Bev & Jerry 2018 Summer Travel travel blog

Missile Control Room - Nothing can go wrong

Launch Directive - Note Failure Instructions

Titan II Missile in Silo

Titan II Missile Museum

Tucson, Arizona

May 27th

Today, we toured a Titan II Missile Silo which is the only one still in existence. It's only purpose is to remain as a historical footnote to the madness of the cold war. The last Titan II missile silo was officially taken out of service on July, 1, 1987. There were fifty four (54) of these silos at the height of the cold war. They were placed in three groups of 18 each. Those silo sites were Tucson, Arizona, Wichita, Kansas, and Little Rock, Arkansas. Each missle, stood 103 feet tall and carried one nuclear warhead capable of destroying an area of 900 square miles. Compare that to the nuclear bombs dropped on Japan. They could destroy an area of four (4) square miles. The worst part is that these bad boys could be launched in 58 seconds. That was because they carried a full load of a special fuel at all times. The fuel had to be kept at a constant 60 degrees. Other missiles have to be fueled before launch which takes 35 – 40 minutes. These Titan II missiles were intended only as a deterrent. That is, they would only be launched as a retaliatory measure. If they were ever launched, it would mean the end of the world as we know it. Once launched, there was no kill switch, they were gone. This stuff is really frightening!!!! In addition to these fifty four (54) bad boys, we each ( ie: us and the Soviets) had thirty thousand (30,000) missiles pointed at each other. The Air Force called it Mutually Assured Destruction (M.A.D).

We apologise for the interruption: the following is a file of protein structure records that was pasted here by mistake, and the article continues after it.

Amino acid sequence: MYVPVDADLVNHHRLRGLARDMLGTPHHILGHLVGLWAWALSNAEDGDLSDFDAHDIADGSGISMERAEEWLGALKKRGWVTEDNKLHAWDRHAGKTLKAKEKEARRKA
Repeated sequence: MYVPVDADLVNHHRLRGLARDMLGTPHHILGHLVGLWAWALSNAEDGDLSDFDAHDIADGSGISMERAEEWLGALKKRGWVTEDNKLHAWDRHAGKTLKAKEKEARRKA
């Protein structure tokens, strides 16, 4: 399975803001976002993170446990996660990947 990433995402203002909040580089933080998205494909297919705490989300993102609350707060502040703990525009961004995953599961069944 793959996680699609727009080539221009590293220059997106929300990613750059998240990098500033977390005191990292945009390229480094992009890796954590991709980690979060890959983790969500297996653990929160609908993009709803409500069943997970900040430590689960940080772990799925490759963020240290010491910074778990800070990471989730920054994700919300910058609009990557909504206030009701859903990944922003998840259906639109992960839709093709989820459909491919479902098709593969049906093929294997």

To scare you even more, we learned that the first missile guidance control systems were developed by the company that manufactured AC Spark plugs. That system was in use for ten years. It was replaced by a system designed by AC Delco.

The docent who conducted our tour of the missile silo was actually a crew member assigned to that particular silo during the early 1970's. The silos were manned by four (4) person crews doing twenty four (24) hour shifts. They were housed at the nearby Davis Monthan Air Force base. When they reported to their shift, they were given a food box to take with them to the silo. Interestingly, women were also assigned to these crews starting in 1976. The Air Force was the first of the services to accept women into it's ranks.

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